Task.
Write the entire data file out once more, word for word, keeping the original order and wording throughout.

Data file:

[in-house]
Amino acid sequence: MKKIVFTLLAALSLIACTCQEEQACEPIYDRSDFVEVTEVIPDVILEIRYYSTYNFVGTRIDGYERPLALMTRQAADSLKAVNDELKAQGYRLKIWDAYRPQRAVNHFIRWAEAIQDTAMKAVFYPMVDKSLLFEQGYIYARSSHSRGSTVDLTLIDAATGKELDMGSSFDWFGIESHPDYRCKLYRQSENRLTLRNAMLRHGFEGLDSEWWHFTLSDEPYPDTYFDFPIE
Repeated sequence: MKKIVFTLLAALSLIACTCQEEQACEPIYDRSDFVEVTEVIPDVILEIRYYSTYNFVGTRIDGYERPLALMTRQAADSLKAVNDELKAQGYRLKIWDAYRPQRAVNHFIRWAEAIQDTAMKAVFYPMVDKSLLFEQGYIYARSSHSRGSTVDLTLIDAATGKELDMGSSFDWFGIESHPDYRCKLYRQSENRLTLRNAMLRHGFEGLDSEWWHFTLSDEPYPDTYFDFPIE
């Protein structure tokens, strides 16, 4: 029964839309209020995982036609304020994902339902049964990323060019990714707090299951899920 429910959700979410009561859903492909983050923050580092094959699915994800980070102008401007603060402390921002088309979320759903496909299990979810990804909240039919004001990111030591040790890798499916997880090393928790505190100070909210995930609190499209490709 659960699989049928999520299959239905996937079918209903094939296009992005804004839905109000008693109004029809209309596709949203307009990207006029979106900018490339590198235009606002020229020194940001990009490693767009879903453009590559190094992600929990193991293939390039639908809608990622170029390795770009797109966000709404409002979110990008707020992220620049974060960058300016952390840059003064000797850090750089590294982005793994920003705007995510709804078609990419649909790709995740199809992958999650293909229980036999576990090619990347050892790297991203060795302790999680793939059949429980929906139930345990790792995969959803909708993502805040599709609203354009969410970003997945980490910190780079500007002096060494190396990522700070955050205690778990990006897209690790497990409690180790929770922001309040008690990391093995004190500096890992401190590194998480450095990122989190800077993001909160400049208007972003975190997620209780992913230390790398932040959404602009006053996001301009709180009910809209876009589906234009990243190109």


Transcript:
[in-house]
Amino acid sequence: MKKIVFTLLAALSLIACTCQEEQACEPIYDRSDFVEVTEVIPDVILEIRYYSTYNFVGTRIDGYERPLALMTRQAADSLKAVNDELKAQGYRLKIWDAYRPQRAVNHFIRWAEAIQDTAMKAVFYPMVDKSLLFEQGYIYARSSHSRGSTVDLTLIDAATGKELDMGSSFDWFGIESHPDYRCKLYRQSENRLTLRNAMLRHGFEGLDSEWWHFTLSDEPYPDTYFDFPIE
Repeated sequence: MKKIVFTLLAALSLIACTCQEEQACEPIYDRSDFVEVTEVIPDVILEIRYYSTYNFVGTRIDGYERPLALMTRQAADSLKAVNDELKAQGYRLKIWDAYRPQRAVNHFIRWAEAIQDTAMKAVFYPMVDKSLLFEQGYIYARSSHSRGSTVDLTLIDAATGKELDMGSSFDWFGIESHPDYRCKLYRQSENRLTLRNAMLRHGFEGLDSEWWHFTLSDEPYPDTYFDFPIE
């Protein structure tokens, strides 16, 4: 029964839309209020995982036609304020994902339902049964990323060019990714707090299951899920 429910959700979410009561859903492909983050923050580092094959699915994800980070102008401007603060402390921002088309979320759903496909299990979810990804909240039919004001990111030591040790890798499916997880090393928790505190100070909210995930609190499209490709 659960699989049928999520299959239905996937079918209903094939296009992005804004839905109000008693109004029809209309596709949203307009990207006029979106900018490339590198235009606002020229020194940001990009490693767009879903453009590559190094992600929990193991293939390039639908809608990622170029390795770009797109966000709404409002979110990008707020992220620049974060960058300016952390840059003064000797850090750089590294982005793994920003705007995510709804078609990419649909790709995740199809992958999650293909229980036999576990090619990347050892790297991203060795302790999680793939059949429980929906139930345990790792995969959803909708993502805040599709609203354009969410970003997945980490910190780079500007002096060494190396990522700070955050205690778990990006897209690790497990409690180790929770922001309040008690990391093995004190500096890992401190590194998480450095990122989190800077993001909160400049208007972003975190997620209780992913230390790398932040959404602009006053996001301009709180009910809209876009589906234009990243190109």